Blood of a Poet
Director/Cinematographer/Editor: Jason Cox
Producer: Scott Zuniga
Writer/Vocals/Guitar/Synthesizer: Scott Zuniga
Vocals: Emilie Zuniga
Violin: Maurice Chammah
Bass: Christopher Cox
Drums/Percussion: Wayne Salzmann II
Engineers: Brad Bell, Grant Johnson
Notes and production stills by Jason Cox:
“Blood of a Poet” is a song that takes place in those empty stretches of Americana where a man’s choices used to be dictated by, I dunno, his own gumption, his own satisfaction found in picking a point on the horizon and wondering what lay beyond. But now it’s a country where those choices are driven by desperation, need and winnowing opportunity; the desperation of slim chance that all too often leads to a rock and a very hard place.
Scott is a terrific songwriter, a natural talent, and when he presented me with his darkest and most folk-sounding, Johnny Cash-guitar-driven-like-a-freight-train-song, and asked me to film its story, it created a necessary moment for me. I had just left my own film community behind in a move to Iowa and was in a new state away from my own creative collaborative network, and to be honest, was feeling a little stuck, stranded and isolated without it. Not a good recipe for inspiration. I needed clarity to properly tell this song's visual story, and to find clarity, I needed to surrender to the twitch in my leg and hit the open road, armed with a little nicotine and bourbon if need be.
I laid out my plan to Christopher Wayne Grim, ultimately the video's protagonist (or antagonist, depending how you view it), and he agreed to ride co-pilot in a moment's notice. The next day we packed our bags, loaded our gear and were gone. Direction: Austin, TX.
Highway 169 from Story County, Iowa to Oklahoma City was our main road into Austin. It’s an old two-lane highway that cuts through the heartland of an America now lost to memory. It’s the sort of road that your grandparents took from here to there, a place that most of us only see by accident when we miss an exit. Chris and I knew this, so we decided to wander.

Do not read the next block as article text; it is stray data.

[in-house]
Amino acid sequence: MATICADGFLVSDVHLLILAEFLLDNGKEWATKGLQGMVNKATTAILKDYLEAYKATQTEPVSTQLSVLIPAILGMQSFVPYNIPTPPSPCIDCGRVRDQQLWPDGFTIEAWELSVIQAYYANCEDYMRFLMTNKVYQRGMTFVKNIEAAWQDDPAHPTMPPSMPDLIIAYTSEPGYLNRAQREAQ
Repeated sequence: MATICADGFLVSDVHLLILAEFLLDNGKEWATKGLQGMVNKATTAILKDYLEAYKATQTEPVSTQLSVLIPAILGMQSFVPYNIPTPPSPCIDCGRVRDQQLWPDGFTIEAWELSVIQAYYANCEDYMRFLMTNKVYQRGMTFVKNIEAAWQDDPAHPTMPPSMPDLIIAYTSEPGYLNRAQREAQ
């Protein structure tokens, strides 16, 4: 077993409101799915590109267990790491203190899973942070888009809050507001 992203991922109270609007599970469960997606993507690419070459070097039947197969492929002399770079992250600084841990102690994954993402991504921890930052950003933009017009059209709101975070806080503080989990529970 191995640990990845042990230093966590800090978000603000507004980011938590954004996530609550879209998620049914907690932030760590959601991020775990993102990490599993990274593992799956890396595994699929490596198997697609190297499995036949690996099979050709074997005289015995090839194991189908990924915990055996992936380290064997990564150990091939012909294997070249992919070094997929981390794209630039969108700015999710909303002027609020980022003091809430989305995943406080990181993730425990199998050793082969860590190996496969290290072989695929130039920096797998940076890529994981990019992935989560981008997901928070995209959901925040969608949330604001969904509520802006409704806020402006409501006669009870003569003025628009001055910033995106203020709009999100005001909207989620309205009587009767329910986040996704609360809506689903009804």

There I was spitballing ideas with my friend, drinking, smoking and driving with long stretches of open road known only to me second-hand through the minstrels of middle America; Woody Guthrie, Bruce Springsteen and Bob Dylan. Filled with the type of characters I was only introduced to by Jack Kerouac and John Steinbeck.
These truly American images were too good to miss. The camera soon came out and my story began to reveal itself.
We passed through Winterset, Iowa where John Wayne was born and raised. Then St. Joseph, Missouri and the house where Jesse James was assassinated by Robert Ford, and Kansas City, Missouri, with its BBQ and Jazz.
We came upon a small ghost town outside of Coffeyville, Kansas, where Justin, a venerable old man, spends his days keeping up the fences of the forgotten town for himself and one other resident.
Coffeyville itself is where the Dalton Gang were notoriously gunned down by the townsfolk while trying to rob two banks in a row. This was also the town of a man named Rat who wanted Chris and me to follow him to a farm house outside of town so we could jam with him and his pals; he’d supply the booze and drugs. Tempting just on a purely adventurous notion, but we both kind of worried that Coffeyville might be where our trail went cold and no one hears from us again. We continued on.
We filmed just outside of Oklahoma City where a rusted steel bridge crossed historic Route 66. We made it just in time to see the magic hour light over Lake Overholster cast by a perfect sunset to our backs. We broke into the cemetery that housed the graves of Clyde and Buck Barrow, just outside of Dallas, Texas and visited the Clyde family filling station as well as the more public grave of one Ms. Bonnie Parker.
Then we rolled into Austin, TX where Scott greeted us with tacos and giant donuts. I've learned this is a normal greeting in Austin.
We spent the next couple of days catching up as old friends and storyboarding the sequences that had amalgamated in my head with each stop along the road. Soon we were filming scenes.
In the end it was the journey that helped create the music video for “Blood of a Poet." There was something about all that open country and what laid beyond that influenced the final version of the video, a video about redemption and the price it costs. As we rolled through these wide-open swaths of the American underbelly and saw its man-made landmarks it came clear that life hasn’t changed much since our country's early days. Desperate people did desperate things in small dark places just as they do when lit by big city lights. People try to keep order around them like our fence mending pal in Coffeyville, as well as give way to the kind of self-decay and riot that presented itself with Rat. We shot and we shot, some scenes made it into the video's final cut and some didn’t. We let the journey dictate our story and bring “Blood of a Poet” to life.